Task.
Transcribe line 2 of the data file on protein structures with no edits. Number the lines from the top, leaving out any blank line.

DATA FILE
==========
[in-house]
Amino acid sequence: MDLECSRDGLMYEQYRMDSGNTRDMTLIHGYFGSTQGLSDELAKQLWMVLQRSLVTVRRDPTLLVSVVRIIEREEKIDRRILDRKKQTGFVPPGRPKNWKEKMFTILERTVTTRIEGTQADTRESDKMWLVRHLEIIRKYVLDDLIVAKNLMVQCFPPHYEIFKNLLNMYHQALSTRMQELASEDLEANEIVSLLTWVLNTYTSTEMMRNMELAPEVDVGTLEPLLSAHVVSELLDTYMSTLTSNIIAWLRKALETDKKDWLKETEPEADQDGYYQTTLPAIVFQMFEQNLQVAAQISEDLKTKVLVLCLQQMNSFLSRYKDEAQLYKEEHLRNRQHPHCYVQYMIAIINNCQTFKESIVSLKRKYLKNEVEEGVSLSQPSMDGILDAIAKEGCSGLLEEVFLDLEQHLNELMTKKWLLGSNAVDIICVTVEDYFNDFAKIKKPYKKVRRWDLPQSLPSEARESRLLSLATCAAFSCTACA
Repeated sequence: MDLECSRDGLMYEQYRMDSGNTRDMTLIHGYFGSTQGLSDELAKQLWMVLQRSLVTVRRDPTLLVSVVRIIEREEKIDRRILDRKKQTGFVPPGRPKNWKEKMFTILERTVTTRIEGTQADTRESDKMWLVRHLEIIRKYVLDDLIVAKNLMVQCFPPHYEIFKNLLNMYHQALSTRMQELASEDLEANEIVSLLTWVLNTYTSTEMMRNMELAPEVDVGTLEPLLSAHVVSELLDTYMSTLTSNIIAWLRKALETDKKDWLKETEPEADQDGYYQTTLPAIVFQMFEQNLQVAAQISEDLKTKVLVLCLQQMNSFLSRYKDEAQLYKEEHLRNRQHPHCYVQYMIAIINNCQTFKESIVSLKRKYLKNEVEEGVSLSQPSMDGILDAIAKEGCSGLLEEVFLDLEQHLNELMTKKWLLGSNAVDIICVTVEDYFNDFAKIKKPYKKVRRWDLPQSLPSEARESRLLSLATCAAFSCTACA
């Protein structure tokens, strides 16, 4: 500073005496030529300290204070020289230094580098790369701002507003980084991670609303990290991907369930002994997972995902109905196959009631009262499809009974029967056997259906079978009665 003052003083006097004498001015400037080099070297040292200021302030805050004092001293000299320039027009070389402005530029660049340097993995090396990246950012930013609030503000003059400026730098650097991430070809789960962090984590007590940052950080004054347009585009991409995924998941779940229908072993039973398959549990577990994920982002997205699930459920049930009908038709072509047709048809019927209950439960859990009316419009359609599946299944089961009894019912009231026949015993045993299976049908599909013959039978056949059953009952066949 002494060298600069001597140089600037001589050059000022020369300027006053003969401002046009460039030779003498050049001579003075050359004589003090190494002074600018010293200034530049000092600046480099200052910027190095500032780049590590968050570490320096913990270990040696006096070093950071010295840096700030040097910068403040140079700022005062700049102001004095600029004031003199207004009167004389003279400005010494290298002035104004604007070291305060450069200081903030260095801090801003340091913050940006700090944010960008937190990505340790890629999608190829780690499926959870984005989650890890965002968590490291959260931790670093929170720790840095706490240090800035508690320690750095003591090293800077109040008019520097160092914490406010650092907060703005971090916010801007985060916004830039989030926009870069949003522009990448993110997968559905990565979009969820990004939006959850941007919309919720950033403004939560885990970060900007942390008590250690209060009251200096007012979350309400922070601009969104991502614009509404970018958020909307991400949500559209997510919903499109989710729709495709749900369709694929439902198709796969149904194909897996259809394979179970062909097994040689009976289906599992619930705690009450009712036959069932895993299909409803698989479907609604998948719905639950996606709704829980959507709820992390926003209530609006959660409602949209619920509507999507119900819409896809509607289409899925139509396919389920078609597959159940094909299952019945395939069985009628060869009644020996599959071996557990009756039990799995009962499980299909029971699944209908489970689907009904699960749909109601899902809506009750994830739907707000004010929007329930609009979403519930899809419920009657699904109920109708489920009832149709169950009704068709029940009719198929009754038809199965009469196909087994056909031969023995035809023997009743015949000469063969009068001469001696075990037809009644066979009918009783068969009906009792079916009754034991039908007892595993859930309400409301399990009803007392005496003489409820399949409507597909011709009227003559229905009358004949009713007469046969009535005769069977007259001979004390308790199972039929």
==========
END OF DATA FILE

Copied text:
Amino acid sequence: MDLECSRDGLMYEQYRMDSGNTRDMTLIHGYFGSTQGLSDELAKQLWMVLQRSLVTVRRDPTLLVSVVRIIEREEKIDRRILDRKKQTGFVPPGRPKNWKEKMFTILERTVTTRIEGTQADTRESDKMWLVRHLEIIRKYVLDDLIVAKNLMVQCFPPHYEIFKNLLNMYHQALSTRMQELASEDLEANEIVSLLTWVLNTYTSTEMMRNMELAPEVDVGTLEPLLSAHVVSELLDTYMSTLTSNIIAWLRKALETDKKDWLKETEPEADQDGYYQTTLPAIVFQMFEQNLQVAAQISEDLKTKVLVLCLQQMNSFLSRYKDEAQLYKEEHLRNRQHPHCYVQYMIAIINNCQTFKESIVSLKRKYLKNEVEEGVSLSQPSMDGILDAIAKEGCSGLLEEVFLDLEQHLNELMTKKWLLGSNAVDIICVTVEDYFNDFAKIKKPYKKVRRWDLPQSLPSEARESRLLSLATCAAFSCTACA